I’ve started bullet journaling and it’s really helping me prioritize my daily tasks so I’m more productive. I too often find myself sticking things I need to get done or want to accomplish on arbitrary lists, or in tracking apps that may or may not get much attention. Now I’ve been writing out plans daily, and doing the work of prioritizing. This was on my list today: “BLOG POST – SOMETHING.” As soon as I hit “Publish” I get to experience the great satisfaction of checking off that task in my journal. Happy New Year!
I tend to question almost everything… quite a lot sometimes, which is why it’s hard for me to post consistently on a blog. I can usually talk myself out of it. Lately, I’ve been thinking of posting and then getting stuck because half of me really wants to write about a movie I liked or a recipe I tried, but then the other half of me is frozen in after-election despair wondering, “Is there anything I can share that won’t feel inappropriately lackluster?” Not a helpful thought, I know. I’ve dealt with anxiety before, but never this constant or concrete. It’s a struggle. But the attitude that we should give up on sharing the stuff of everyday life because there’s work to be done is not helpful. Sharing is part of the work… Publish!
I live very close to a main freeway, so every morning I wake up to the collective rumbling of commuter engines. At night, I often hear our neighbors opening/closing car doors, and driving in and out of our street until around midnight. Twice a week, the garbage and recycling trucks clunk loudly past my bedroom window around 5AM. And the sirens and people riding loud motorcycles (why are they so purposefully loud?) are consistent.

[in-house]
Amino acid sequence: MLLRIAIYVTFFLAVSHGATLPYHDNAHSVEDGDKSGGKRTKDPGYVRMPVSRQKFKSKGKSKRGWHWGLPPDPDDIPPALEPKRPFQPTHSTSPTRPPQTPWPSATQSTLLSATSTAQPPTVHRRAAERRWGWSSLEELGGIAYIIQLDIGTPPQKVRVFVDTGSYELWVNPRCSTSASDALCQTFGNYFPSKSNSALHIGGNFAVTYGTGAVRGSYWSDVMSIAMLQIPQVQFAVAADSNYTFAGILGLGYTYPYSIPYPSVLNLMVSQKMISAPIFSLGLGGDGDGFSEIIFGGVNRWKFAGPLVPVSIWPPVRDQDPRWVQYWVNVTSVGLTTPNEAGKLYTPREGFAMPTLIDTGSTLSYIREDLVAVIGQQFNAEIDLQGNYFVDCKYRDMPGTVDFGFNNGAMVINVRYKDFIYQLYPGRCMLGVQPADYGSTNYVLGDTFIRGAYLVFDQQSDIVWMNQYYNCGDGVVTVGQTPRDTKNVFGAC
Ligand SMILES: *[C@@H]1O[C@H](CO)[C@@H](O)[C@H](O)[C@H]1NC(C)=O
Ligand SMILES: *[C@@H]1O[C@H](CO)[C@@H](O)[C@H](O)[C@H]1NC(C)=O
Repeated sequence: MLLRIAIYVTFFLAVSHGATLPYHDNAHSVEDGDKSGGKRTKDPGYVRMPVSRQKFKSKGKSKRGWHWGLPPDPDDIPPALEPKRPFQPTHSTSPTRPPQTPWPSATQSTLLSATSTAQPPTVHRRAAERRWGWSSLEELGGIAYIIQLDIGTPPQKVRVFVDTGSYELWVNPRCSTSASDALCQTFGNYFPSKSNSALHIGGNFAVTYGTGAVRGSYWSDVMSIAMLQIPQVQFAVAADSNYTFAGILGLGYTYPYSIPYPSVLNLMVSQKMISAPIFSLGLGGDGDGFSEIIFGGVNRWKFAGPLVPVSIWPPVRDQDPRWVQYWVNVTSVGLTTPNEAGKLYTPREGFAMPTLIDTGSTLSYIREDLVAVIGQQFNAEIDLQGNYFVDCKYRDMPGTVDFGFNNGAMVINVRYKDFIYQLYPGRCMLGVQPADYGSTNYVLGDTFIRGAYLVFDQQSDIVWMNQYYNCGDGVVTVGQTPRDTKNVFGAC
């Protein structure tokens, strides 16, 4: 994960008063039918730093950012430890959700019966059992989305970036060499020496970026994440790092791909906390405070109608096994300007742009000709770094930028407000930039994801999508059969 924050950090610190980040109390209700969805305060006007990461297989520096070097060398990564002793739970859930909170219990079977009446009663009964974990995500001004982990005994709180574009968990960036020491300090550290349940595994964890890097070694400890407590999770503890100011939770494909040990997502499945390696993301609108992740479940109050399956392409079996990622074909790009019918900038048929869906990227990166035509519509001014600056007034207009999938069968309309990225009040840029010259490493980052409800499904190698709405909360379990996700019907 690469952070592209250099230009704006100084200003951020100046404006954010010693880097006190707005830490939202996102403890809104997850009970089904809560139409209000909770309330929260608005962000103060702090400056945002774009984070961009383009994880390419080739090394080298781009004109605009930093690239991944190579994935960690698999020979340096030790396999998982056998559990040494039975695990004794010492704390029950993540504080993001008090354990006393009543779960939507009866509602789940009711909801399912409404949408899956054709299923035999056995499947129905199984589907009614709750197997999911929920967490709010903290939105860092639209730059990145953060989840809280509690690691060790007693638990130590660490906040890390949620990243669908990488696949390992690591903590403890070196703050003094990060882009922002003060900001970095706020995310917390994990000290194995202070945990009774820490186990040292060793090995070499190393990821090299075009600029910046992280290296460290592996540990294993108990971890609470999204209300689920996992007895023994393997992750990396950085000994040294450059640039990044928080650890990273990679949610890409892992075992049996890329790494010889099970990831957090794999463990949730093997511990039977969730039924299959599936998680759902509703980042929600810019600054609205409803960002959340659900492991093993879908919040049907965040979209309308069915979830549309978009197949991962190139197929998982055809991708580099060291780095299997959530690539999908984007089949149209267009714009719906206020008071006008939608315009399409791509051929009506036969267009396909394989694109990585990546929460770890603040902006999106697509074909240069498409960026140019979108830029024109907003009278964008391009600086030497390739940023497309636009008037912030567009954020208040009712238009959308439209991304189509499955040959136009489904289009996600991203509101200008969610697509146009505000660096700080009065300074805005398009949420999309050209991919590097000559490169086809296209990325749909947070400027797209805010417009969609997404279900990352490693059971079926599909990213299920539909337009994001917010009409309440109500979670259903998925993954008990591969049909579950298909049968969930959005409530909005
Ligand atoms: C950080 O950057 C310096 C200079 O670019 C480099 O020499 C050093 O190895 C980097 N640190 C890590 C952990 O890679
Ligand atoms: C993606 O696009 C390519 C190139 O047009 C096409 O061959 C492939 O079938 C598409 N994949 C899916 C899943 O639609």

Austin is notorious for crowds, traffic, and construction (There is currently a major project going on around the building where I work– jackhammers, diggers, the whole thing.) These sounds have become an ubiquitous part of life, but increasingly harder to ignore. Lately I’ve noticed a constant sense of urgency in my brain, due to recent stress, that is heightened by all this urban buzzing. Frankly, I’m tired. Literally tired since I haven’t fully relaxed or gotten very good sleep in months. It’s all making me want to pack a few bags and retire to an isolated cabin someplace where I can calm down and recharge. (Until I am desperate for a better internet connection.)
I was recently reminded of some time I spent in northern California a few years ago, visiting my brother outside of Santa Rosa. His house was very isolated on top of a hill surrounded by trees, so every morning I woke up to the sounds of absolutely nothing. The only exception was the occasional wild turkey gobbling around the backyard. It was jarring, surreal, and wonderful. I could really use some silent mornings.
Photo Credits: Alan Levine via Flickr (cool tilt-shift featured image of Austin) & Jace Cooke via Flickr (above cabin in the woods)
Yesterday I woke up in a funk and then a few things happened to turn that funk into a bad mood. By 11 AM I felt sad, mad, and sort of hopeless. It’s a slippery slope into despair once you open your brain up to the possibility of all the things going wrong. But once I got home from work I was determined to pull myself out of it. (Truthfully, I spent a few minutes lying down first, deciding if it was worth the effort to try or just go to bed at 6 PM, but I shook that off.)
First, there were burgers:
Then, there was the comic & games shop, where I picked up some Saga I’ve been meaning to buy, and something new that looked interesting:
Then I came home and relaxed, laughed over chat with my best friend, and ended the day feeling positive. Strike one in the column for getting back up to try again.